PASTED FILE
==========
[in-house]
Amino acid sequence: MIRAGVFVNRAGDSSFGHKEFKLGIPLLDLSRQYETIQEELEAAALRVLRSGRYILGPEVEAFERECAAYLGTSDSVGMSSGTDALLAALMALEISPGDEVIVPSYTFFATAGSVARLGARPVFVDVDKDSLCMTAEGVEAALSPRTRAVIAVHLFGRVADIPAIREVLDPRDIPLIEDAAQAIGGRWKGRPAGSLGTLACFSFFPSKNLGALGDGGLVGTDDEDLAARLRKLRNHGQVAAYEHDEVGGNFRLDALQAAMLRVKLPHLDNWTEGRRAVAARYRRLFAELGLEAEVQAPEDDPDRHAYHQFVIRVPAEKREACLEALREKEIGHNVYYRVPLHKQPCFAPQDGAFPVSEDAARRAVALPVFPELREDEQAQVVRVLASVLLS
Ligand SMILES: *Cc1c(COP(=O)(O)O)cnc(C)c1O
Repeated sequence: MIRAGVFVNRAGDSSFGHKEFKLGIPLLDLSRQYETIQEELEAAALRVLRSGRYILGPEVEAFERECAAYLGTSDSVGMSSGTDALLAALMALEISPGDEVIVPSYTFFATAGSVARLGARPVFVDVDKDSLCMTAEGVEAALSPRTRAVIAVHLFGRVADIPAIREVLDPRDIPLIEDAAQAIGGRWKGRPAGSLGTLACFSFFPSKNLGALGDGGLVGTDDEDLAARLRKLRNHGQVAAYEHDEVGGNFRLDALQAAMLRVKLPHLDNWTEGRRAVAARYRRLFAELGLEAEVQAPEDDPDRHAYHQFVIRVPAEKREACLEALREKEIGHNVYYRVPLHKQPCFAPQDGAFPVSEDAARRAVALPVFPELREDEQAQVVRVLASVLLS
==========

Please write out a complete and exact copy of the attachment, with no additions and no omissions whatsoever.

[in-house]
Amino acid sequence: MIRAGVFVNRAGDSSFGHKEFKLGIPLLDLSRQYETIQEELEAAALRVLRSGRYILGPEVEAFERECAAYLGTSDSVGMSSGTDALLAALMALEISPGDEVIVPSYTFFATAGSVARLGARPVFVDVDKDSLCMTAEGVEAALSPRTRAVIAVHLFGRVADIPAIREVLDPRDIPLIEDAAQAIGGRWKGRPAGSLGTLACFSFFPSKNLGALGDGGLVGTDDEDLAARLRKLRNHGQVAAYEHDEVGGNFRLDALQAAMLRVKLPHLDNWTEGRRAVAARYRRLFAELGLEAEVQAPEDDPDRHAYHQFVIRVPAEKREACLEALREKEIGHNVYYRVPLHKQPCFAPQDGAFPVSEDAARRAVALPVFPELREDEQAQVVRVLASVLLS
Ligand SMILES: *Cc1c(COP(=O)(O)O)cnc(C)c1O
Repeated sequence: MIRAGVFVNRAGDSSFGHKEFKLGIPLLDLSRQYETIQEELEAAALRVLRSGRYILGPEVEAFERECAAYLGTSDSVGMSSGTDALLAALMALEISPGDEVIVPSYTFFATAGSVARLGARPVFVDVDKDSLCMTAEGVEAALSPRTRAVIAVHLFGRVADIPAIREVLDPRDIPLIEDAAQAIGGRWKGRPAGSLGTLACFSFFPSKNLGALGDGGLVGTDDEDLAARLRKLRNHGQVAAYEHDEVGGNFRLDALQAAMLRVKLPHLDNWTEGRRAVAARYRRLFAELGLEAEVQAPEDDPDRHAYHQFVIRVPAEKREACLEALREKEIGHNVYYRVPLHKQPCFAPQDGAFPVSEDAARRAVALPVFPELREDEQAQVVRVLASVLLS